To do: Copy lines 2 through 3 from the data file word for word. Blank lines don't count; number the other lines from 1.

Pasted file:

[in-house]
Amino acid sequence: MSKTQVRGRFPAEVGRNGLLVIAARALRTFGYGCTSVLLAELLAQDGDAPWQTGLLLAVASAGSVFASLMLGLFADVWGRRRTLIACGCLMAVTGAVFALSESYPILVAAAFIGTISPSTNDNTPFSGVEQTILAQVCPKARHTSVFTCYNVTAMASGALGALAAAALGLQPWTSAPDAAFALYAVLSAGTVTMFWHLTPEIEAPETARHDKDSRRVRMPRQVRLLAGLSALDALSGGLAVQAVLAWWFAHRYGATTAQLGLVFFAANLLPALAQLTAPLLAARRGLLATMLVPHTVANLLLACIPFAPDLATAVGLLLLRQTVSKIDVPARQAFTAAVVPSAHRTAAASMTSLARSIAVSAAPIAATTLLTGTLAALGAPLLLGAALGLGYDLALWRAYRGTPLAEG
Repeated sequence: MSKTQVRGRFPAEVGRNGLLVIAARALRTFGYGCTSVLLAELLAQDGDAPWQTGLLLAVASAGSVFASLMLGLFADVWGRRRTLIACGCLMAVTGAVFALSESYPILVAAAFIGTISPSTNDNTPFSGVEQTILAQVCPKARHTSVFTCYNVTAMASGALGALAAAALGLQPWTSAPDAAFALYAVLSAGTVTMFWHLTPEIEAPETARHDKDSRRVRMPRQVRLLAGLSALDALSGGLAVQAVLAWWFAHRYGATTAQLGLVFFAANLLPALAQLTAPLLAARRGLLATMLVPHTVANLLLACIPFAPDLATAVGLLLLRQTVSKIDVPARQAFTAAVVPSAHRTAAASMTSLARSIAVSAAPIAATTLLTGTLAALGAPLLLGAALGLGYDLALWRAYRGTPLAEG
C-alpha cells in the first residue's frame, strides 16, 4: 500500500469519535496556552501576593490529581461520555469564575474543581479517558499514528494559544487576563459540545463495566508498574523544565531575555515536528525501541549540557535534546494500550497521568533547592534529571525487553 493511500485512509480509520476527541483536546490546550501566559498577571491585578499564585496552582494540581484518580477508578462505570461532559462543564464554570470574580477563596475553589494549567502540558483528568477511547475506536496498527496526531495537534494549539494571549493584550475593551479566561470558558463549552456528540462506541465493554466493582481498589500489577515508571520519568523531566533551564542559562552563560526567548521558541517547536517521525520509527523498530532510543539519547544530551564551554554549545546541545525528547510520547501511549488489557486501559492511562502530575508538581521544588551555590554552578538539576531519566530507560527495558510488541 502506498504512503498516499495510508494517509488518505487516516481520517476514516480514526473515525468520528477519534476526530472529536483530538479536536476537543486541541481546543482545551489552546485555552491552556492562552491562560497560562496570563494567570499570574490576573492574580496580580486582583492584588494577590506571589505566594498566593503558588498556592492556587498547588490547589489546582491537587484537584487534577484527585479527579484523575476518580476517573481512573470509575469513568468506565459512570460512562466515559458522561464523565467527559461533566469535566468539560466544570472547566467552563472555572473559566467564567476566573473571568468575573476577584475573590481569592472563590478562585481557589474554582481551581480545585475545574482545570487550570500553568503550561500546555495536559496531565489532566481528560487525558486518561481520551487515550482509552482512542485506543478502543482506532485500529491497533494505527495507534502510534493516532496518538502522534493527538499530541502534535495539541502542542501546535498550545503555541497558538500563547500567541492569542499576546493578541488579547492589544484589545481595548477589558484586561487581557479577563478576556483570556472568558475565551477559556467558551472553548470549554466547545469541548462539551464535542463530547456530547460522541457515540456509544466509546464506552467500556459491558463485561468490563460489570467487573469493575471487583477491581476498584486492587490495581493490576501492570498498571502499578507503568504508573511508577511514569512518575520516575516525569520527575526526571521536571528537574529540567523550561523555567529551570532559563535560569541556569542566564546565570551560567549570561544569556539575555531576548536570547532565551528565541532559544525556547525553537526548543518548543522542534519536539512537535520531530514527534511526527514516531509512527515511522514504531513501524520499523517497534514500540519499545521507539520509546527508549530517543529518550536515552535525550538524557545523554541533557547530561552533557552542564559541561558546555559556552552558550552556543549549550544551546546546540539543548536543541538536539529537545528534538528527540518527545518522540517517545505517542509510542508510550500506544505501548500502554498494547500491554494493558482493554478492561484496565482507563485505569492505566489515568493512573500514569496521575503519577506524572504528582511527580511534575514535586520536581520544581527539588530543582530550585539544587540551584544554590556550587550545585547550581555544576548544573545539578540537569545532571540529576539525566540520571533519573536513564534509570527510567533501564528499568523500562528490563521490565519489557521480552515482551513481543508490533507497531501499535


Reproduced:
Amino acid sequence: MSKTQVRGRFPAEVGRNGLLVIAARALRTFGYGCTSVLLAELLAQDGDAPWQTGLLLAVASAGSVFASLMLGLFADVWGRRRTLIACGCLMAVTGAVFALSESYPILVAAAFIGTISPSTNDNTPFSGVEQTILAQVCPKARHTSVFTCYNVTAMASGALGALAAAALGLQPWTSAPDAAFALYAVLSAGTVTMFWHLTPEIEAPETARHDKDSRRVRMPRQVRLLAGLSALDALSGGLAVQAVLAWWFAHRYGATTAQLGLVFFAANLLPALAQLTAPLLAARRGLLATMLVPHTVANLLLACIPFAPDLATAVGLLLLRQTVSKIDVPARQAFTAAVVPSAHRTAAASMTSLARSIAVSAAPIAATTLLTGTLAALGAPLLLGAALGLGYDLALWRAYRGTPLAEG
Repeated sequence: MSKTQVRGRFPAEVGRNGLLVIAARALRTFGYGCTSVLLAELLAQDGDAPWQTGLLLAVASAGSVFASLMLGLFADVWGRRRTLIACGCLMAVTGAVFALSESYPILVAAAFIGTISPSTNDNTPFSGVEQTILAQVCPKARHTSVFTCYNVTAMASGALGALAAAALGLQPWTSAPDAAFALYAVLSAGTVTMFWHLTPEIEAPETARHDKDSRRVRMPRQVRLLAGLSALDALSGGLAVQAVLAWWFAHRYGATTAQLGLVFFAANLLPALAQLTAPLLAARRGLLATMLVPHTVANLLLACIPFAPDLATAVGLLLLRQTVSKIDVPARQAFTAAVVPSAHRTAAASMTSLARSIAVSAAPIAATTLLTGTLAALGAPLLLGAALGLGYDLALWRAYRGTPLAEG